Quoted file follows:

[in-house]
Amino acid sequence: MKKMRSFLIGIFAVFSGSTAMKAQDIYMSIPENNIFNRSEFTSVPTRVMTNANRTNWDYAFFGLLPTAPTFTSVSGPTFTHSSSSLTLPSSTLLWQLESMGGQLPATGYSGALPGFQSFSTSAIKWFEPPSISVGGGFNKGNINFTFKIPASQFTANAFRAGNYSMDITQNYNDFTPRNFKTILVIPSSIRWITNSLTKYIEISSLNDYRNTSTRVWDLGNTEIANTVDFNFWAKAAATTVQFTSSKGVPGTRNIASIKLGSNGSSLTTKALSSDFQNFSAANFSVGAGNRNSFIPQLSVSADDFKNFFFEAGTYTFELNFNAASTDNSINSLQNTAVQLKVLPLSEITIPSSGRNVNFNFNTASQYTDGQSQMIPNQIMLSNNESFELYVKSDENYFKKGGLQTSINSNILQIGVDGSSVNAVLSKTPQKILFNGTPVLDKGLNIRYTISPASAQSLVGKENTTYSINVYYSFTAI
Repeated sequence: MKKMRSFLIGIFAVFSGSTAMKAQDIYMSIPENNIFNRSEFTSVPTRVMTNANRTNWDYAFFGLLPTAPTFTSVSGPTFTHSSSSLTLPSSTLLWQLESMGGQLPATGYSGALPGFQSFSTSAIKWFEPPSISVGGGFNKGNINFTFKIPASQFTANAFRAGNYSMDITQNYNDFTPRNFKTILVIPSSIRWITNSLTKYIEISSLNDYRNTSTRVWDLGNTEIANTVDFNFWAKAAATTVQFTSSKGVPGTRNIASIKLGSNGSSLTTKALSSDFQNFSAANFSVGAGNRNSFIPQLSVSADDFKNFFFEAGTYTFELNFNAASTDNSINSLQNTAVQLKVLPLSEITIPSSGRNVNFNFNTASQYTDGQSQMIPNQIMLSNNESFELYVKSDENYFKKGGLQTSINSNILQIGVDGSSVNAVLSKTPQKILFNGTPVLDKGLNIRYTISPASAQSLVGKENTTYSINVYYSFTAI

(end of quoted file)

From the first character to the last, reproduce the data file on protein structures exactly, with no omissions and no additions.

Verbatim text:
[in-house]
Amino acid sequence: MKKMRSFLIGIFAVFSGSTAMKAQDIYMSIPENNIFNRSEFTSVPTRVMTNANRTNWDYAFFGLLPTAPTFTSVSGPTFTHSSSSLTLPSSTLLWQLESMGGQLPATGYSGALPGFQSFSTSAIKWFEPPSISVGGGFNKGNINFTFKIPASQFTANAFRAGNYSMDITQNYNDFTPRNFKTILVIPSSIRWITNSLTKYIEISSLNDYRNTSTRVWDLGNTEIANTVDFNFWAKAAATTVQFTSSKGVPGTRNIASIKLGSNGSSLTTKALSSDFQNFSAANFSVGAGNRNSFIPQLSVSADDFKNFFFEAGTYTFELNFNAASTDNSINSLQNTAVQLKVLPLSEITIPSSGRNVNFNFNTASQYTDGQSQMIPNQIMLSNNESFELYVKSDENYFKKGGLQTSINSNILQIGVDGSSVNAVLSKTPQKILFNGTPVLDKGLNIRYTISPASAQSLVGKENTTYSINVYYSFTAI
Repeated sequence: MKKMRSFLIGIFAVFSGSTAMKAQDIYMSIPENNIFNRSEFTSVPTRVMTNANRTNWDYAFFGLLPTAPTFTSVSGPTFTHSSSSLTLPSSTLLWQLESMGGQLPATGYSGALPGFQSFSTSAIKWFEPPSISVGGGFNKGNINFTFKIPASQFTANAFRAGNYSMDITQNYNDFTPRNFKTILVIPSSIRWITNSLTKYIEISSLNDYRNTSTRVWDLGNTEIANTVDFNFWAKAAATTVQFTSSKGVPGTRNIASIKLGSNGSSLTTKALSSDFQNFSAANFSVGAGNRNSFIPQLSVSADDFKNFFFEAGTYTFELNFNAASTDNSINSLQNTAVQLKVLPLSEITIPSSGRNVNFNFNTASQYTDGQSQMIPNQIMLSNNESFELYVKSDENYFKKGGLQTSINSNILQIGVDGSSVNAVLSKTPQKILFNGTPVLDKGLNIRYTISPASAQSLVGKENTTYSINVYYSFTAI